However, classical methods of asteroseismology are time consuming processes, that can only be applied for stars showing a large enough oscillation signal. In the context of the hundred of thousand stars observed by the Transiting Exoplanet Survey Satellite (TESS), the stellar community has to adapt the methodologies previously built for the study of the few ten thousand of stars observed with much better resolution by the Kepler satellite. Our “method exploits the use of Random Forest machine learning algorithms that aim at automatically 1) classifying and 2) characterizing any stellar pulsators from global non-seismic parameters. We also present a recent result based on neural networks on the automatic detection of peculiar solar-type pulsators that have a surprinsigly low dipolar-oscillation amplitude, the signature of an unknown physical process affecting oscillation modes inside the core.
DeepMass: Deep learning dark matter map reconstructions with Dark Energy Survey data
Niall Jeffrey (ENS)
I will present the first reconstruction of dark matter maps from weak lensing observational data using deep learning. We train a convolution neural network (CNN) with a Unet based architecture on over 3.6×10^5 simulated data realisations with non-Gaussian shape noise and with cosmological parameters varying over a broad prior distribution. We interpret our newly created DES SV map as an approximation of the posterior mean P(κ|γ) of the convergence given observed shear. DeepMass method is substantially more accurate than existing mass-mapping methods with a a validation set of 8000 simulated DES SV data realisations. With higher galaxy density in future weak lensing data unveiling more non-linear scales, it is likely that deep learning will be a leading approach for mass mapping with Euclid and LSST.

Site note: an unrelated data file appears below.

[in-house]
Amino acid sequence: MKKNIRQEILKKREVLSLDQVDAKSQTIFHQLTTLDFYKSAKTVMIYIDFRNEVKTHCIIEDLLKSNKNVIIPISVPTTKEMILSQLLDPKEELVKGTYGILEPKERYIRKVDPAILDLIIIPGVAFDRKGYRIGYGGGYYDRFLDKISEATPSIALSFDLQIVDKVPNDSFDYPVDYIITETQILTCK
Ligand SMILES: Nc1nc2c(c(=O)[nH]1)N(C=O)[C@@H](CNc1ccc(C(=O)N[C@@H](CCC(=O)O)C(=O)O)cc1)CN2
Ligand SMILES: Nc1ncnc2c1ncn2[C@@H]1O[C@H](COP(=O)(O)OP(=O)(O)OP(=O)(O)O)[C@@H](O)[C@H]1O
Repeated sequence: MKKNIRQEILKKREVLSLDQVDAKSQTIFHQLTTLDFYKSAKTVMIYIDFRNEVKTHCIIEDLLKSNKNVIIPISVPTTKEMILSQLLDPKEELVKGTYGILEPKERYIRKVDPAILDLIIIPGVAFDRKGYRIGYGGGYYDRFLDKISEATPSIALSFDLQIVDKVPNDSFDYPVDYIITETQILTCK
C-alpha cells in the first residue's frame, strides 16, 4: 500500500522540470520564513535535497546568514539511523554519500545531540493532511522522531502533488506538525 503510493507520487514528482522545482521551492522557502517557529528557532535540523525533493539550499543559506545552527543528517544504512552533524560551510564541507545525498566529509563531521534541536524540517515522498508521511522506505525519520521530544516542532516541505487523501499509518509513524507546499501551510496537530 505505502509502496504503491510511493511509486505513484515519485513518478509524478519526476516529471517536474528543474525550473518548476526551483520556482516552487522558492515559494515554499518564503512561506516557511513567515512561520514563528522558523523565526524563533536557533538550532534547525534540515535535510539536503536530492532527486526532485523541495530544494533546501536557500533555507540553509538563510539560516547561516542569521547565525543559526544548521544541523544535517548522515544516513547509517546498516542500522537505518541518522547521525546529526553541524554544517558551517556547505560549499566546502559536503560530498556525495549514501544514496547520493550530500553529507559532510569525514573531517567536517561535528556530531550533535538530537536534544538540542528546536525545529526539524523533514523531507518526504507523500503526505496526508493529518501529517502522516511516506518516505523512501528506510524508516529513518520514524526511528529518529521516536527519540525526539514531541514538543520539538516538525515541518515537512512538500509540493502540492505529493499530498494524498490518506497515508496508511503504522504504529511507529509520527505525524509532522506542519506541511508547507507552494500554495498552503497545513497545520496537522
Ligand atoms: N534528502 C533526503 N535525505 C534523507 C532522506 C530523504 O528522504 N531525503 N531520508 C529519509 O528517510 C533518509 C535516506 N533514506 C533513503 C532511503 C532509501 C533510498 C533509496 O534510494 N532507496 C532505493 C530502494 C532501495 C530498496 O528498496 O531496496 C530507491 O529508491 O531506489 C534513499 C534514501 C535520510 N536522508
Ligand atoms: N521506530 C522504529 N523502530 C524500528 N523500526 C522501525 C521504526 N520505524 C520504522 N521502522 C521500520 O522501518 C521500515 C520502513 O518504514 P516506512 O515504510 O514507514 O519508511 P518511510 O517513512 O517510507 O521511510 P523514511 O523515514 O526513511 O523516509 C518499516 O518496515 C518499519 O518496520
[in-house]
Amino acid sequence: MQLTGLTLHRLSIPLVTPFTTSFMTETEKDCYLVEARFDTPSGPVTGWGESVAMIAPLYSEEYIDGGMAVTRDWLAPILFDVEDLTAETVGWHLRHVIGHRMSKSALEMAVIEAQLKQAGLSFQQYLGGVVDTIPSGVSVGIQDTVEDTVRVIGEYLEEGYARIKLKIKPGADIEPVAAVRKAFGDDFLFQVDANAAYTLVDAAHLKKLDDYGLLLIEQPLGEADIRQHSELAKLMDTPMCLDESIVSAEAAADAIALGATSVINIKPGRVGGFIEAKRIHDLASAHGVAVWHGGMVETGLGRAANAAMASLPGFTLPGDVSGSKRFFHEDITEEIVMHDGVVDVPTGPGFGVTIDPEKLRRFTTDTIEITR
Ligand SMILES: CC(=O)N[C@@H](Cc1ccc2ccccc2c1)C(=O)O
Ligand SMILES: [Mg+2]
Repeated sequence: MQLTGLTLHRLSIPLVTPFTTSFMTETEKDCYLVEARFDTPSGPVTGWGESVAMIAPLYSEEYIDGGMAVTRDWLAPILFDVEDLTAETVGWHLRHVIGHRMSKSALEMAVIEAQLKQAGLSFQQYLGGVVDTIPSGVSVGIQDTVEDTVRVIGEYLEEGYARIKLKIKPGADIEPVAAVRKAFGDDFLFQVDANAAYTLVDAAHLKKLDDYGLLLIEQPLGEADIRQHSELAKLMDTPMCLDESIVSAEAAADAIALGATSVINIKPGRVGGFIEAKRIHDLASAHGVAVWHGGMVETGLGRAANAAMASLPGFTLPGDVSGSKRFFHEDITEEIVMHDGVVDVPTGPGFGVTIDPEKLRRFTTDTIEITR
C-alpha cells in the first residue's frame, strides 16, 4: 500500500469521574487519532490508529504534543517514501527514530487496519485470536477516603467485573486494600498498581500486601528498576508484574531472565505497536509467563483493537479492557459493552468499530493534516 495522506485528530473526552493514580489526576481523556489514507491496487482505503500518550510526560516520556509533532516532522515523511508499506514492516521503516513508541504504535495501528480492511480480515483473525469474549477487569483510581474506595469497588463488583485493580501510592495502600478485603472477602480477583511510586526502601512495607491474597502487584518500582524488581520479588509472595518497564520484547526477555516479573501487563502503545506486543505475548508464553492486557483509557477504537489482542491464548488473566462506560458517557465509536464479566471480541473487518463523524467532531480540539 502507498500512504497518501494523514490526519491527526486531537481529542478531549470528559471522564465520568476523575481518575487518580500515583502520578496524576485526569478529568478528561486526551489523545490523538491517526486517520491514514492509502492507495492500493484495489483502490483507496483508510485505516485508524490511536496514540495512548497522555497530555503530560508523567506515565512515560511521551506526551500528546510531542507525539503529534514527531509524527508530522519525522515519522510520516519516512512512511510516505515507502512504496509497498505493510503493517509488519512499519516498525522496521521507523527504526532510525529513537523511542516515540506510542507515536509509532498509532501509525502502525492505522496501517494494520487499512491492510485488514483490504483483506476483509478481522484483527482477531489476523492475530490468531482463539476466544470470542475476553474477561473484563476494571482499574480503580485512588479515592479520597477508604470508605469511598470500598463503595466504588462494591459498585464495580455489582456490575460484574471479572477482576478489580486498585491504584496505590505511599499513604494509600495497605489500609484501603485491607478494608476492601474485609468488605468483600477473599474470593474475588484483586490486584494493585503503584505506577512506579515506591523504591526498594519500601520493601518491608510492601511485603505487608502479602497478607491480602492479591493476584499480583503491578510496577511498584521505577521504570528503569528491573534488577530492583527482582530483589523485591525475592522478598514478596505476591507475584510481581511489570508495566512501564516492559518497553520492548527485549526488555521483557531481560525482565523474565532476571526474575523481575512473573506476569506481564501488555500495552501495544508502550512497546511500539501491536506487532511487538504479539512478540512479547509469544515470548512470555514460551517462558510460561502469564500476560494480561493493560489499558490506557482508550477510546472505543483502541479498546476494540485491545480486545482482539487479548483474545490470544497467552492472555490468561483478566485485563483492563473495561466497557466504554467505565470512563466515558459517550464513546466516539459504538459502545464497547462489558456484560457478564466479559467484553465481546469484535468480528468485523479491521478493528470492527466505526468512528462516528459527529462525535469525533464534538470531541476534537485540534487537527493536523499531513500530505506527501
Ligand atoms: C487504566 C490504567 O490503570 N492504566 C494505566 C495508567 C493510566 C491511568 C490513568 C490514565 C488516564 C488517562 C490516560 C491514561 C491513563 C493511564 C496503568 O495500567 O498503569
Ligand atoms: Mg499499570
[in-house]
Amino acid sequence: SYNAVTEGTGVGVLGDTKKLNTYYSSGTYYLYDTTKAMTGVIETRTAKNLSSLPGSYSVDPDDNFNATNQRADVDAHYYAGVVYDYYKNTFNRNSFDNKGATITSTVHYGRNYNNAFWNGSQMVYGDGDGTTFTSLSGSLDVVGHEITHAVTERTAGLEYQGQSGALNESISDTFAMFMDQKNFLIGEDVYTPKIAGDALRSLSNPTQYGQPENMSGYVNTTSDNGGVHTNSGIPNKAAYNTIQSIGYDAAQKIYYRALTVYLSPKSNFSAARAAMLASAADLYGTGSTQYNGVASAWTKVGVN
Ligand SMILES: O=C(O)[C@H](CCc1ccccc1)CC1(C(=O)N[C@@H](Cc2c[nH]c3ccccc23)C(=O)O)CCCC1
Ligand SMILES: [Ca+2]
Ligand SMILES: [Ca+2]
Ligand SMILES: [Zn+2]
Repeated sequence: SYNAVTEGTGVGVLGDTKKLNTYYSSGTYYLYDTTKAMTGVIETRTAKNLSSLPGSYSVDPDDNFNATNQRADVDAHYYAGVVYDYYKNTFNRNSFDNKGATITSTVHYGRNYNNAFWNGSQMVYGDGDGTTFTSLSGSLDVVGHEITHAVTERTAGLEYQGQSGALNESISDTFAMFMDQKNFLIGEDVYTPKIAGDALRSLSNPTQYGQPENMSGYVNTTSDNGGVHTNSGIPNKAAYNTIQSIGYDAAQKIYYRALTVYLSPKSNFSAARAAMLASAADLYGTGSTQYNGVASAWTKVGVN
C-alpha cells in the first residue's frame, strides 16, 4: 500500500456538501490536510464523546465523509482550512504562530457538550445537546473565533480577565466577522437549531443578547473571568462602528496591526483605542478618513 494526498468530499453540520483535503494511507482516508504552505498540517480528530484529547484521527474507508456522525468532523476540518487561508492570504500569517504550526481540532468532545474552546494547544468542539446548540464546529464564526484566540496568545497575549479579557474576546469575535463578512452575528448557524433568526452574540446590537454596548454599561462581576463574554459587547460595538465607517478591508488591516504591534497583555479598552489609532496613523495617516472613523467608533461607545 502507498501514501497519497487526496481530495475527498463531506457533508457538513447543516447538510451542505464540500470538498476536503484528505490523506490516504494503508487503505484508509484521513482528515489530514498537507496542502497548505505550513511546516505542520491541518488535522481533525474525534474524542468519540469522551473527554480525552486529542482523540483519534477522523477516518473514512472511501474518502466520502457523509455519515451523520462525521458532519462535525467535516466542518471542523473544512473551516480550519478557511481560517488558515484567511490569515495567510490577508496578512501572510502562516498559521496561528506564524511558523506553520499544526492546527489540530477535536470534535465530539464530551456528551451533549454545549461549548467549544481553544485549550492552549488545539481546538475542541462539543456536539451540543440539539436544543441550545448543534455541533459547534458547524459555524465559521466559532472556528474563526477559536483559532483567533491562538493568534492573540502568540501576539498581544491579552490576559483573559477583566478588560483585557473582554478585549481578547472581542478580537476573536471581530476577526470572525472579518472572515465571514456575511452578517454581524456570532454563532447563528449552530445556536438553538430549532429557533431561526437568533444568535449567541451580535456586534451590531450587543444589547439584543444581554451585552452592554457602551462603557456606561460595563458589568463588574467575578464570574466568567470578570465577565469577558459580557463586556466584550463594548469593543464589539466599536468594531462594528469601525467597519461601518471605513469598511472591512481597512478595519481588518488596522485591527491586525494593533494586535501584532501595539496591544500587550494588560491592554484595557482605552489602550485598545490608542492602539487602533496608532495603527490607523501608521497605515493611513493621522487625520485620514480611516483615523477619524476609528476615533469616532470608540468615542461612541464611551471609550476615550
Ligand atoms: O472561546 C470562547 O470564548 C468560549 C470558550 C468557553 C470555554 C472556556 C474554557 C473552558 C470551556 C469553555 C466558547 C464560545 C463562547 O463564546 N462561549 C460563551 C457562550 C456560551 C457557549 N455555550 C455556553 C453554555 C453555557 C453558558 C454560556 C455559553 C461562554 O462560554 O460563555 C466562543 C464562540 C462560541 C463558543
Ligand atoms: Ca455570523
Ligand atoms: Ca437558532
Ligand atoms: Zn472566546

Hybrid physical-deep learning models for astronomical image processing
François Lanusse (Berkeley Center for Cosmological Physics and CosmoStat CEA Paris Saclay)
The upcoming generation of wide-field optical surveys which includes LSST will aim to shed some much needed light on the physical nature of dark energy and dark matter by mapping the Universe in great detail and on an unprecedented scale. However, with the increase in data quality also comes a significant increase in data complexity, bringing new and outstanding challenges at all levels of the scientific analysis.